Author

Dylan Hantula

Bound Volume Number

Volume VI

Document Type

Honors Capstone Project

Date of Submission

Spring 5-2016

Capstone Advisor

Deborah Nosky

Capstone Major

Information Management and Technology

Capstone College

Information Studies

Audio/Visual Component

no

Keywords

graph database, Relational databases

Capstone Prize Winner

no

Won Capstone Funding

no

Honors Categories

Professional

Subject Categories

Management Information Systems

Abstract

Relational databases have been the universal industry standard for almost as long as databases have existed. While relational databases are undoubtedly useful for storing tabular data that fits into a pre-defined schema of rows and columns, they are not very accommodating of interconnections within a data set. Forcing a highly connected data set into a relational database commonly results in severe performance issues in query return time. With the recent rise of social networks and other modern technological advancements, data is quickly becoming more connected and thus less suitable for relational databases. As a result, a new type of database, called a graph database, has emerged to store relationship-oriented data naturally and efficiently using nodes and edges. Deciding which database is more suitable for the task at hand is not always trivial, however. This paper sheds light on the differences between the two databases and delves into why one database might be more advantageous in certain situations.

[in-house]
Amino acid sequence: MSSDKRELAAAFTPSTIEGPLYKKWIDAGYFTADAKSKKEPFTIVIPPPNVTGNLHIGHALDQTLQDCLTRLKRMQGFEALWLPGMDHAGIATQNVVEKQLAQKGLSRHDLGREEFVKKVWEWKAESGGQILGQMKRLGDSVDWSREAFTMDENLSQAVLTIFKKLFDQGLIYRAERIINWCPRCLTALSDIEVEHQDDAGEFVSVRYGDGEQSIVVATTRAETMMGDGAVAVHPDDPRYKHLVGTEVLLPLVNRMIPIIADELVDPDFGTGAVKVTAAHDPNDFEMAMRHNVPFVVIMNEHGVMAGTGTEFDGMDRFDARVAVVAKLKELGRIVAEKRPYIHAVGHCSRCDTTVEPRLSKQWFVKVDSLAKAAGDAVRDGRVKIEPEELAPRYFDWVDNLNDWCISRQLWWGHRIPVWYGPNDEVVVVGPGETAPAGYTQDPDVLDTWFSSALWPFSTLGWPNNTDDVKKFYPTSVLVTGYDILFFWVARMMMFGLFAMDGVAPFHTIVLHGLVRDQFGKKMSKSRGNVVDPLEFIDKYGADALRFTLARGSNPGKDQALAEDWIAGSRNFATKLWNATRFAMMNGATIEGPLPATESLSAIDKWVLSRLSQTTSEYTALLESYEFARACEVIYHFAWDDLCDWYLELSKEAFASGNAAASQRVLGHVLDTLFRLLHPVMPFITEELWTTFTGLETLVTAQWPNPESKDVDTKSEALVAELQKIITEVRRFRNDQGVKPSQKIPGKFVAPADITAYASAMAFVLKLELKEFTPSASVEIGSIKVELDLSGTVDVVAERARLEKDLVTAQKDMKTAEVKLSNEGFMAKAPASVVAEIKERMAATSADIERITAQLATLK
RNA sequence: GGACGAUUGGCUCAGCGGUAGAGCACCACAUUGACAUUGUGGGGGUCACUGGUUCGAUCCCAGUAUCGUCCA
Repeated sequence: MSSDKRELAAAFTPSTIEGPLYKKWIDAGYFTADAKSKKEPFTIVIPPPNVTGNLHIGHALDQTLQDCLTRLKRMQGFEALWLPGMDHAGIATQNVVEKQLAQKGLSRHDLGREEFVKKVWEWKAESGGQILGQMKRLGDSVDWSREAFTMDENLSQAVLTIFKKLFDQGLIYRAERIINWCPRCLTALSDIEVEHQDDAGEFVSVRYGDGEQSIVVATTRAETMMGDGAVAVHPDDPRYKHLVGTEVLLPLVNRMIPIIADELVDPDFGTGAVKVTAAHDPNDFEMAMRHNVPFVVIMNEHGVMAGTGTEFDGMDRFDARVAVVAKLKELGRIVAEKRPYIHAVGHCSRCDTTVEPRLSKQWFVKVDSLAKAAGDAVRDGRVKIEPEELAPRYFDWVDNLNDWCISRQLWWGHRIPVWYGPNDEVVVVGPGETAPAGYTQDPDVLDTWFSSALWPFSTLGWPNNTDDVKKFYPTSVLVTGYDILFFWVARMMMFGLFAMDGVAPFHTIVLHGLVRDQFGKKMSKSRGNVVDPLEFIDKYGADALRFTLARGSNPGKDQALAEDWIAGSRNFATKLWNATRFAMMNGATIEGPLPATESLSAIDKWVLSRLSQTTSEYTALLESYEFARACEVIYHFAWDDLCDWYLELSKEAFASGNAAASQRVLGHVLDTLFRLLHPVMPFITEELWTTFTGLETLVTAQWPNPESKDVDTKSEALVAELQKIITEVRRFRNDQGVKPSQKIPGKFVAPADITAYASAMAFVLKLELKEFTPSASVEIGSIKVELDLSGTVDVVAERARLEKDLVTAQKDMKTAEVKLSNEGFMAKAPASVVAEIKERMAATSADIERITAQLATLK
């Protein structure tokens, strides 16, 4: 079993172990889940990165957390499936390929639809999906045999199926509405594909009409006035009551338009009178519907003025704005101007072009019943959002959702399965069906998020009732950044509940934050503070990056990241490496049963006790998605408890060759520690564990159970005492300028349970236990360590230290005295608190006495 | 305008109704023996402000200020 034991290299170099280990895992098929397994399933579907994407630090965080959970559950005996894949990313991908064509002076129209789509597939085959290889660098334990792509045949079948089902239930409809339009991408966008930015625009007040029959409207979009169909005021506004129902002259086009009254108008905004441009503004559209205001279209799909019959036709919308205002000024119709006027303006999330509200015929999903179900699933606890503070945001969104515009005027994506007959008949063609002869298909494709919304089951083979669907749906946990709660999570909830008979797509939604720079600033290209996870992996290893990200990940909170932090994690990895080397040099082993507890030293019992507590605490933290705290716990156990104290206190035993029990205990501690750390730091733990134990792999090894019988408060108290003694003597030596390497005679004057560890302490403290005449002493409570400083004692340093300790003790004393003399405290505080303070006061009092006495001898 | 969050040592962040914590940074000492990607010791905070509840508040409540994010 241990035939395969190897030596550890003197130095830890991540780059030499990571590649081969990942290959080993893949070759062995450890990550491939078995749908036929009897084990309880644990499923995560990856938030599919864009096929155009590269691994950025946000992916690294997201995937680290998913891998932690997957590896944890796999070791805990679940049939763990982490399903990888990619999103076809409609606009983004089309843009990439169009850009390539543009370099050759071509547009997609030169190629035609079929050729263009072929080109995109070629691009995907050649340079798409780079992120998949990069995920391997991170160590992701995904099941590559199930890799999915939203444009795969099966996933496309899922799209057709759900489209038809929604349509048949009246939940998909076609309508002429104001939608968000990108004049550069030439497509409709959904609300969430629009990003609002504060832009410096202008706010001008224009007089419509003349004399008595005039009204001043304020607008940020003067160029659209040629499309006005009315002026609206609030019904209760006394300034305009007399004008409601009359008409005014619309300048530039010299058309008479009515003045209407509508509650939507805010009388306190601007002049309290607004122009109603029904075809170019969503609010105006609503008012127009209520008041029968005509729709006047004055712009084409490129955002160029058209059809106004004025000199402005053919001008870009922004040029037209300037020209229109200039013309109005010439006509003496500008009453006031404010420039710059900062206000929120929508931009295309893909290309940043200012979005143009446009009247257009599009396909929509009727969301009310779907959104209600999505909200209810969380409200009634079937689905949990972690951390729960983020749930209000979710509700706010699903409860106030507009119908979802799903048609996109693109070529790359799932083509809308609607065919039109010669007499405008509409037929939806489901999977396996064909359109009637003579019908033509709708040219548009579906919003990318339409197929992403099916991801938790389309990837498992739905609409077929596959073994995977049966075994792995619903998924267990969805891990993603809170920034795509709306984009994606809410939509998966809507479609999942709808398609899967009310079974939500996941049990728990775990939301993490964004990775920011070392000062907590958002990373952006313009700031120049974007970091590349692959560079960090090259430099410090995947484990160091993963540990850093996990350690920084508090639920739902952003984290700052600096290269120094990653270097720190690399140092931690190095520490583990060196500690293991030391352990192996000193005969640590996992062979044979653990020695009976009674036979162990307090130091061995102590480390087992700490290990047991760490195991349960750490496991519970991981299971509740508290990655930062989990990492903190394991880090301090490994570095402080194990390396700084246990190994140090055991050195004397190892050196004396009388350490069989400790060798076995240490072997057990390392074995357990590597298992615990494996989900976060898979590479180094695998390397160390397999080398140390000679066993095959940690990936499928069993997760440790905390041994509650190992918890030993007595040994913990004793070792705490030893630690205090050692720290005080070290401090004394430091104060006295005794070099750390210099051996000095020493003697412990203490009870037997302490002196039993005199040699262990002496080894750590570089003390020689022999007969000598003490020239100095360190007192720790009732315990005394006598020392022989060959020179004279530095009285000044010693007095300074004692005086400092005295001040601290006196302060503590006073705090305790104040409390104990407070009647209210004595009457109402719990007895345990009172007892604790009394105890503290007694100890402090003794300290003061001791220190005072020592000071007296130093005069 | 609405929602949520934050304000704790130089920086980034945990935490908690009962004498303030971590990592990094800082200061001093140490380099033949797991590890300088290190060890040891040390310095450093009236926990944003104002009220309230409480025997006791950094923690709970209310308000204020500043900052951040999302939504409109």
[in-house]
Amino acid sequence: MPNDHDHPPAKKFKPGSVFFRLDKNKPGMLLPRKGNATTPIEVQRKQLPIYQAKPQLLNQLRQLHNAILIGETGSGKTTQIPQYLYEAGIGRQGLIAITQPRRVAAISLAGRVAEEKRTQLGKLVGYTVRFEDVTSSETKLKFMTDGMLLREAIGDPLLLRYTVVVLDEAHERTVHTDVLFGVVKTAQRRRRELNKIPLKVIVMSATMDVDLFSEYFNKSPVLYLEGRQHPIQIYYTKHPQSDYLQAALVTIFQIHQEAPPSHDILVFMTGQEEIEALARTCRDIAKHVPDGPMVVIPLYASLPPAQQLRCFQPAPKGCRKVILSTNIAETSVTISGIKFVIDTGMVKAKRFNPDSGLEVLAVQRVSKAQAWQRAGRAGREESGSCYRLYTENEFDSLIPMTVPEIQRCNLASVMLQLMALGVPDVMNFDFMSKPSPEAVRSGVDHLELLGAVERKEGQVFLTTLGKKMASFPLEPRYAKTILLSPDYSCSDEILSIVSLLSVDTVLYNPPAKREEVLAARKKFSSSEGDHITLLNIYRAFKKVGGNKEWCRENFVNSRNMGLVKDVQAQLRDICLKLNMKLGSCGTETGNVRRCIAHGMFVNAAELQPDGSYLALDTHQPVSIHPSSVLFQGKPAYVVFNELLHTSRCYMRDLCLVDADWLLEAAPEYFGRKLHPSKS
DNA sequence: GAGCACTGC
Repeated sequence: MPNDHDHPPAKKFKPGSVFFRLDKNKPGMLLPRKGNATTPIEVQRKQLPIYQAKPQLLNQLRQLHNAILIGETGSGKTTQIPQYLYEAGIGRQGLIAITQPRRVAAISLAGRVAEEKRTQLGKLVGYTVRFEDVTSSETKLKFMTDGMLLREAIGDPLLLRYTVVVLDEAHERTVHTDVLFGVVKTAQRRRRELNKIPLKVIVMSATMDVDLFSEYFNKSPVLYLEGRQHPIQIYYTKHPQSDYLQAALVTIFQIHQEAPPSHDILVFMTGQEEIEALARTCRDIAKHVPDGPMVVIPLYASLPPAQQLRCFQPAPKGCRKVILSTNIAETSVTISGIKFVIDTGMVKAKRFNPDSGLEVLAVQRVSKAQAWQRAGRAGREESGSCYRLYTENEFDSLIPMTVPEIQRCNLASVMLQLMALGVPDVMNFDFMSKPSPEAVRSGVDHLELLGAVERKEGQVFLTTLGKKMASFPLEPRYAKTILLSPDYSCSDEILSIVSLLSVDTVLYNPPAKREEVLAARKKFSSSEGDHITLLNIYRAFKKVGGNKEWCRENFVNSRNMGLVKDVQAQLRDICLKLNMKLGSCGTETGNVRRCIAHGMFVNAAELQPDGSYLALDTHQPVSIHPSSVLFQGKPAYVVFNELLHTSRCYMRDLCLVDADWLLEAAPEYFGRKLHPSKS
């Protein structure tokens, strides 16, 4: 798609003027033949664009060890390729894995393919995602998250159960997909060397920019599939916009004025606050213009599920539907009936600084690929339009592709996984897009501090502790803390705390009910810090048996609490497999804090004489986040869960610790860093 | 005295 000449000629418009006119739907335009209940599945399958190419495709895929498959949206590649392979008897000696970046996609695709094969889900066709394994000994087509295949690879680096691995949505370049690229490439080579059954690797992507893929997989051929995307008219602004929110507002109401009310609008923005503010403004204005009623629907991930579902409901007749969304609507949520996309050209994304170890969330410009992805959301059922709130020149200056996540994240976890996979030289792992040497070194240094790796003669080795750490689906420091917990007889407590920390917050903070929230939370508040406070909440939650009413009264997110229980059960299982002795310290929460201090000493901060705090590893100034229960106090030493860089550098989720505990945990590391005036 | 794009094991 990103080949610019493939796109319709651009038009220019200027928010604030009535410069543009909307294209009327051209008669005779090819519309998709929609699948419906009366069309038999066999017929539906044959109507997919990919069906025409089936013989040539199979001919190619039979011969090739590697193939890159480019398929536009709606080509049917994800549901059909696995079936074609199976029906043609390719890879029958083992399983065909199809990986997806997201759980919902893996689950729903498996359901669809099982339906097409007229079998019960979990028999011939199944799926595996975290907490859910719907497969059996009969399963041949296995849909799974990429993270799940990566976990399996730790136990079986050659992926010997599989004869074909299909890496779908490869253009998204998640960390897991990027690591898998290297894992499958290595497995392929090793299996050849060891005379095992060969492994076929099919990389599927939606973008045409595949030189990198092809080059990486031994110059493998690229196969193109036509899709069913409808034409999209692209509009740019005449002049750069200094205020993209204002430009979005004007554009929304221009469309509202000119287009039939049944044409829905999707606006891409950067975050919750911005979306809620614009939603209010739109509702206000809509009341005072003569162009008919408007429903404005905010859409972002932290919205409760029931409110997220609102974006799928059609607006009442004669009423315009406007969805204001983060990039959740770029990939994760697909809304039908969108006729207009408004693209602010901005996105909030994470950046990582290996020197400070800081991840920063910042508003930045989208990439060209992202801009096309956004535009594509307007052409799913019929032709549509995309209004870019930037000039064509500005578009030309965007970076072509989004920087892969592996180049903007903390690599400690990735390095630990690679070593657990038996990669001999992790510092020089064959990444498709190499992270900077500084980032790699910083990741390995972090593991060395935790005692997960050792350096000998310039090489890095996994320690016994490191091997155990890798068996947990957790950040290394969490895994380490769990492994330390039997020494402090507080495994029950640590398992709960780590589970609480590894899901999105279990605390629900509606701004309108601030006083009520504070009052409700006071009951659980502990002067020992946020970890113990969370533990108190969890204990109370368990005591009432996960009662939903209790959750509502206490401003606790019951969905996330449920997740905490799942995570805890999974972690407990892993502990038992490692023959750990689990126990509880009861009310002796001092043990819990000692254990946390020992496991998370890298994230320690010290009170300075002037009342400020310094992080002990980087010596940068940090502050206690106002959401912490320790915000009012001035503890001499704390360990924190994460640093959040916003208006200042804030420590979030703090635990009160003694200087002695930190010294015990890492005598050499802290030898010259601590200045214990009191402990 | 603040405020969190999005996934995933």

Creative Commons License

Creative Commons Attribution 3.0 License
This work is licensed under a Creative Commons Attribution 3.0 License.

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